Now a shift system is in operation, and so it has become a job rather than way of life: a very different experience. There is even talk of us having fewer and fewer such people. How can we put him or her in a house where everyone else is employed and with very little idea or (in some cases) interest in the Camphill way of life? It hasn’t actually been said, at least not to me, that guest volunteers will be phased out but give us a couple of years and we shall see. Watch this space.

It is much safer to employ someone from the neighbouring town with the appropriate NVQ and an expectation to tick all the boxes. Sadly, with the best will in the world, they won’t be able to bring the diversity which has enriched our lives for so many years.

Education of co-workers has become training. We can tick more and more boxes in the drive towards compliance with the deluge of rules and regulations in which we are desperately trying to swim, but what of the spaces in between?

Employed care workers are given no education about the Camphill way of life and, therefore, have no idea where the people they care for are coming from, so some of the houses feel very much like very ordinary care homes. They have lost their uniqueness. They have lost heir heart and soul. In many cases we can tick the box but have lost the point.

At one time there was a very strong work ethos in Oaklands. No doubt it was at times too rigorous and demanding, not allowing some people the time and the energy to participate in leisure, social and cultural activities and it needed to be modified. Now, however, it seems to have gone too far to the other extreme. Taking a pride in ones work certainly contributed to the dignity and self-esteem of people. What is the consequence if I decide that during working hours I will go to have my hair cut, or go shopping or watch daytime TV? If it doesn’t matter to anyone, surely I will feel that my contribution to the wellbeing of the community is under-valued and of little importance. Another current buzzword is normalisation. Is it really normal to phone my place of work – or not even bother to do that – and say I don’t feel like coming to work today or to give some very feeble excuse? In the normal world with such an attitude I would be given short shrift and soon be shown the door. Work is not really about receiving wages. “Work is that which I do for other people. ”

It used to be that the delivery of post and collection of compost from all the houses was regular and reliable. It was real work for the people concerned and appreciated by all. Now it has become very dilettante – it happens if the person whose job it was has nothing else to do. No longer reliable, therefore, no longer valued. One can’t blame the erstwhile post-person or compost man – it is a question of expectation. What was once a valuable contribution to the community has been down-graded to child’s play. What does this say to people? If we can no longer value their work, neither can they, which leads to lack of confidence and low self-esteem.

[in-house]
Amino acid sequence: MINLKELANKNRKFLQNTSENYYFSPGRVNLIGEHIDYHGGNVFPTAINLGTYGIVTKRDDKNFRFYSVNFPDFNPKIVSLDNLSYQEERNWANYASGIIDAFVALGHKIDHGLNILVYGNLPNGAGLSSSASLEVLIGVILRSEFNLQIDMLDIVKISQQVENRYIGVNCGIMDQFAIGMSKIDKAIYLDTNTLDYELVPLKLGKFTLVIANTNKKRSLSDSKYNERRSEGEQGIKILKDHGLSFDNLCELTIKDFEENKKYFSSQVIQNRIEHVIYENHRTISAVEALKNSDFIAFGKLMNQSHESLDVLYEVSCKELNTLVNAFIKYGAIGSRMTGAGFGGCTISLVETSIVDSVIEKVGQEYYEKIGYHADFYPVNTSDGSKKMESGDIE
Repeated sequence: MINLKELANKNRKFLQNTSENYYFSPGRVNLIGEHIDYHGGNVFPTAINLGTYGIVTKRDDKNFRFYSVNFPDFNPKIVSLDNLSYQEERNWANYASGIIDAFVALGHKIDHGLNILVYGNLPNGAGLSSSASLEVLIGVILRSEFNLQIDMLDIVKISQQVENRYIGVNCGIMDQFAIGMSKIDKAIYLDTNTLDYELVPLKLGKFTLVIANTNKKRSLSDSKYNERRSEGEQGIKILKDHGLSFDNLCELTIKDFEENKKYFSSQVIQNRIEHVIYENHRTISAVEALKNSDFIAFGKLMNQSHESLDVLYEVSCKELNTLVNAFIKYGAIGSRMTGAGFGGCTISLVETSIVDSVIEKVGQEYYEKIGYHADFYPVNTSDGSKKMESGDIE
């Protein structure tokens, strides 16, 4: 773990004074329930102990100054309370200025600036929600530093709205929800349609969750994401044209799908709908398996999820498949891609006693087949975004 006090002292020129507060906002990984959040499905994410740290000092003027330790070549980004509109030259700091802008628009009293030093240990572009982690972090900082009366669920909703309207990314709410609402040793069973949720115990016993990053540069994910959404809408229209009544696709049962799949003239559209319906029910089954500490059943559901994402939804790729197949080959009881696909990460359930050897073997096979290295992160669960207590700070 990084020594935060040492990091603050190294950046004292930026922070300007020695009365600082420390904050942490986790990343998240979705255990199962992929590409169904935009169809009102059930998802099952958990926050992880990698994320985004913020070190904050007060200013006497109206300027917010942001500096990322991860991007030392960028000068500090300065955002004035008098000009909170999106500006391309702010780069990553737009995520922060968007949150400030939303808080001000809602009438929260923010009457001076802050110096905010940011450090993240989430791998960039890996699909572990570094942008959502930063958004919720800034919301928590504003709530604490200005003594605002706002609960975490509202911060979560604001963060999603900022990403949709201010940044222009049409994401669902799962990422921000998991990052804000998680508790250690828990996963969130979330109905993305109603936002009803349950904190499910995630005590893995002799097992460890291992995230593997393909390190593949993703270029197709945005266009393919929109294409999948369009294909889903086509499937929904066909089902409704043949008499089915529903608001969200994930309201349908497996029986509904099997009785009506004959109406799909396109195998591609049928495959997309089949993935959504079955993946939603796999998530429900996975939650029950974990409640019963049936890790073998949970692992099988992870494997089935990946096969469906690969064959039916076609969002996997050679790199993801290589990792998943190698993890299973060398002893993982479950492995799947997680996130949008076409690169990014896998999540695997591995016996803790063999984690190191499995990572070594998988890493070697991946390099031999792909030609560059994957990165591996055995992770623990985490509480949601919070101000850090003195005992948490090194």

We all know the tragedy that is unfolding before our eyes in this and many other countries where fewer and fewer young people can find employment or training. What a gift we give our people when we offer and encourage meaningful and respected work. And what a disservice we render when work is negated and trivialised. Let us not go to too for down that road.

It is universally accepted and recorded that the observance of ritual has been of paramount importance in our lives right back to ancient times. Since the advent of Christianity in the Western world, until more recent times, these rituals were largely based around the Church.

From the beginning of Camphill Dr and Mrs König stressed the importance of rituals in our lives – especially for people with special needs. As I said before they are sign posts that guide us through life. But they are much more than that. They give a richness and meaning to life without which the earth can become a ‘bleak and barren desert’ .

Without them, life can become shallow and meaningless. The early Camphillers taught us to celebrate with fervour not only the major festivals but also birthdays, anniversaries and achievements. This rhythm can permeate the year, the week and the day.

Throughout the year we celebrate the festivals. Throughout the week each day has its own particular flavour. A working day is very different from a Saturday – different clothes, different activities and different mood. Sunday is again different. Perhaps a festive breakfast together, the possibility to participate in a religious service either within the community or in a local church. This used to be followed by a special Sunday lunch and perhaps an outing.

It brings to mind again my experience of working in sub-normality hospitals in both England and Germany when every day was the same shade of grey with no differentiation between Wednesday or Sunday, nothing to mark the passing of the days and the weeks and the years, nothing to lift ones eyes to the hills and thereby grow.

On the contrary here in Oaklands there are (or were) day to day rituals. Perhaps saying a morning verse together, saying Grace and lighting a candle at the beginning of each meal and when the meal is over extinguishing it with dignity and reverence and to sit quietly together for a few moments watching the smoke arise, taking with it our hopes and thoughts and feelings before saying good morning, afternoon evening as the case may be and then going our separate ways. So simple and yet so full of significance.

In the drive to make people independent some of our older people are getting lost in the system. They are being stripped of their heritage and a new belief system is being imposed upon them without their consent or understanding.